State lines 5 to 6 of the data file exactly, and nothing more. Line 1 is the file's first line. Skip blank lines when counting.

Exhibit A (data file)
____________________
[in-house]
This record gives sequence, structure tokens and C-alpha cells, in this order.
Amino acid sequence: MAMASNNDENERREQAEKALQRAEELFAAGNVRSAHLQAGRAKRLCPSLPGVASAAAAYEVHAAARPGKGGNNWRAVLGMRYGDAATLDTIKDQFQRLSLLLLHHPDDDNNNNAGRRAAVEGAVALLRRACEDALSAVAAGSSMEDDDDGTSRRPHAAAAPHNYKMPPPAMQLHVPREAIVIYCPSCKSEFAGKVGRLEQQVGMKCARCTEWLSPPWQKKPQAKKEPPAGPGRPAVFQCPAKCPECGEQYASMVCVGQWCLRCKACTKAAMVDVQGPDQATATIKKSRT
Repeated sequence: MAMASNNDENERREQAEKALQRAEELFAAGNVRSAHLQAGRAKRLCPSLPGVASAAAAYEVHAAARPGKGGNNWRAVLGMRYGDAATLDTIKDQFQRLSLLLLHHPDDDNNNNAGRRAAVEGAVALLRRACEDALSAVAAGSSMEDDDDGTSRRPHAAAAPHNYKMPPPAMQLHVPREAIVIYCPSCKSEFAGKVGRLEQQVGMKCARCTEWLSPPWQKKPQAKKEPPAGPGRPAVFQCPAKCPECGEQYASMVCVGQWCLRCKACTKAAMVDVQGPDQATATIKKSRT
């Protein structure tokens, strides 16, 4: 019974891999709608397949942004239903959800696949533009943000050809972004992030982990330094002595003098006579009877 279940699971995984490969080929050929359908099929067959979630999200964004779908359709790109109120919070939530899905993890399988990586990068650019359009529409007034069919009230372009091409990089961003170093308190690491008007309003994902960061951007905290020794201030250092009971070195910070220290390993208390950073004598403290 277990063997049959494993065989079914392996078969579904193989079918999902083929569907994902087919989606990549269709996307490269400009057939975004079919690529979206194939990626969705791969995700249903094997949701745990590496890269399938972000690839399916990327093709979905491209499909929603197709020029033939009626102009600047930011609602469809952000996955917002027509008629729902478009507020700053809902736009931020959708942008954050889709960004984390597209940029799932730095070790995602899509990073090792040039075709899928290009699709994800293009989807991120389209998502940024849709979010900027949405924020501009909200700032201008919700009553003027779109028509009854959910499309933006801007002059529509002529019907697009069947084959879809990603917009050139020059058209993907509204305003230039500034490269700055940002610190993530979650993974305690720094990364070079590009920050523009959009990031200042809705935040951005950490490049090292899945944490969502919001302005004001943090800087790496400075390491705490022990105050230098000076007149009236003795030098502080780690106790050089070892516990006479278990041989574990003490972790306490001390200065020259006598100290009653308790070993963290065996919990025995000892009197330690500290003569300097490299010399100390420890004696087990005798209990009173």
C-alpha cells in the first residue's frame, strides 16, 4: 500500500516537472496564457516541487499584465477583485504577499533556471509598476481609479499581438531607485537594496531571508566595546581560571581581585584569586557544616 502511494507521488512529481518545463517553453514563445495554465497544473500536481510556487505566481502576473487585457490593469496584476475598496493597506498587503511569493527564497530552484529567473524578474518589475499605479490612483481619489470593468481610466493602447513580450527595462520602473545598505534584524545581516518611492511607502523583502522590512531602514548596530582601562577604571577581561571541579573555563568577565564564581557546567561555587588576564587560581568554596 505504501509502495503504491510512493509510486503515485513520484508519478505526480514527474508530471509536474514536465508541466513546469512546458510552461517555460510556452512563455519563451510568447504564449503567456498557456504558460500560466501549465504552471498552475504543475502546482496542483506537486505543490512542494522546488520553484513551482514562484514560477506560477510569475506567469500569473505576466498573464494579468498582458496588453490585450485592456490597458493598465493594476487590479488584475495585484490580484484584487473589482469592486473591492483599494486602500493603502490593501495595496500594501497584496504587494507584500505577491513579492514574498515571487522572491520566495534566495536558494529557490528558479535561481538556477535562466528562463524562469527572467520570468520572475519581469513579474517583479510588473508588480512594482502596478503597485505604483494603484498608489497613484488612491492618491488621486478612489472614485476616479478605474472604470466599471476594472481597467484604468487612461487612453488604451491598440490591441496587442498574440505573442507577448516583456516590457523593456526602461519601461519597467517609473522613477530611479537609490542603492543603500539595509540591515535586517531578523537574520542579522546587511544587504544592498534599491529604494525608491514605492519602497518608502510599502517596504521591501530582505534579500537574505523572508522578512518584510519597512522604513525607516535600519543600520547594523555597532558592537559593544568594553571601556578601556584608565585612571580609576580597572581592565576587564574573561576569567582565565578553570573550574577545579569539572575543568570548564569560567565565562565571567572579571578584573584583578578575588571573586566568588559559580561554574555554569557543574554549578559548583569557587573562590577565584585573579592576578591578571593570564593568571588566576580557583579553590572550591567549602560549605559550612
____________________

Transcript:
């Protein structure tokens, strides 16, 4: 019974891999709608397949942004239903959800696949533009943000050809972004992030982990330094002595003098006579009877 279940699971995984490969080929050929359908099929067959979630999200964004779908359709790109109120919070939530899905993890399988990586990068650019359009529409007034069919009230372009091409990089961003170093308190690491008007309003994902960061951007905290020794201030250092009971070195910070220290390993208390950073004598403290 277990063997049959494993065989079914392996078969579904193989079918999902083929569907994902087919989606990549269709996307490269400009057939975004079919690529979206194939990626969705791969995700249903094997949701745990590496890269399938972000690839399916990327093709979905491209499909929603197709020029033939009626102009600047930011609602469809952000996955917002027509008629729902478009507020700053809902736009931020959708942008954050889709960004984390597209940029799932730095070790995602899509990073090792040039075709899928290009699709994800293009989807991120389209998502940024849709979010900027949405924020501009909200700032201008919700009553003027779109028509009854959910499309933006801007002059529509002529019907697009069947084959879809990603917009050139020059058209993907509204305003230039500034490269700055940002610190993530979650993974305690720094990364070079590009920050523009959009990031200042809705935040951005950490490049090292899945944490969502919001302005004001943090800087790496400075390491705490022990105050230098000076007149009236003795030098502080780690106790050089070892516990006479278990041989574990003490972790306490001390200065020259006598100290009653308790070993963290065996919990025995000892009197330690500290003569300097490299010399100390420890004696087990005798209990009173």
C-alpha cells in the first residue's frame, strides 16, 4: 500500500516537472496564457516541487499584465477583485504577499533556471509598476481609479499581438531607485537594496531571508566595546581560571581581585584569586557544616 502511494507521488512529481518545463517553453514563445495554465497544473500536481510556487505566481502576473487585457490593469496584476475598496493597506498587503511569493527564497530552484529567473524578474518589475499605479490612483481619489470593468481610466493602447513580450527595462520602473545598505534584524545581516518611492511607502523583502522590512531602514548596530582601562577604571577581561571541579573555563568577565564564581557546567561555587588576564587560581568554596 505504501509502495503504491510512493509510486503515485513520484508519478505526480514527474508530471509536474514536465508541466513546469512546458510552461517555460510556452512563455519563451510568447504564449503567456498557456504558460500560466501549465504552471498552475504543475502546482496542483506537486505543490512542494522546488520553484513551482514562484514560477506560477510569475506567469500569473505576466498573464494579468498582458496588453490585450485592456490597458493598465493594476487590479488584475495585484490580484484584487473589482469592486473591492483599494486602500493603502490593501495595496500594501497584496504587494507584500505577491513579492514574498515571487522572491520566495534566495536558494529557490528558479535561481538556477535562466528562463524562469527572467520570468520572475519581469513579474517583479510588473508588480512594482502596478503597485505604483494603484498608489497613484488612491492618491488621486478612489472614485476616479478605474472604470466599471476594472481597467484604468487612461487612453488604451491598440490591441496587442498574440505573442507577448516583456516590457523593456526602461519601461519597467517609473522613477530611479537609490542603492543603500539595509540591515535586517531578523537574520542579522546587511544587504544592498534599491529604494525608491514605492519602497518608502510599502517596504521591501530582505534579500537574505523572508522578512518584510519597512522604513525607516535600519543600520547594523555597532558592537559593544568594553571601556578601556584608565585612571580609576580597572581592565576587564574573561576569567582565565578553570573550574577545579569539572575543568570548564569560567565565562565571567572579571578584573584583578578575588571573586566568588559559580561554574555554569557543574554549578559548583569557587573562590577565584585573579592576578591578571593570564593568571588566576580557583579553590572550591567549602560549605559550612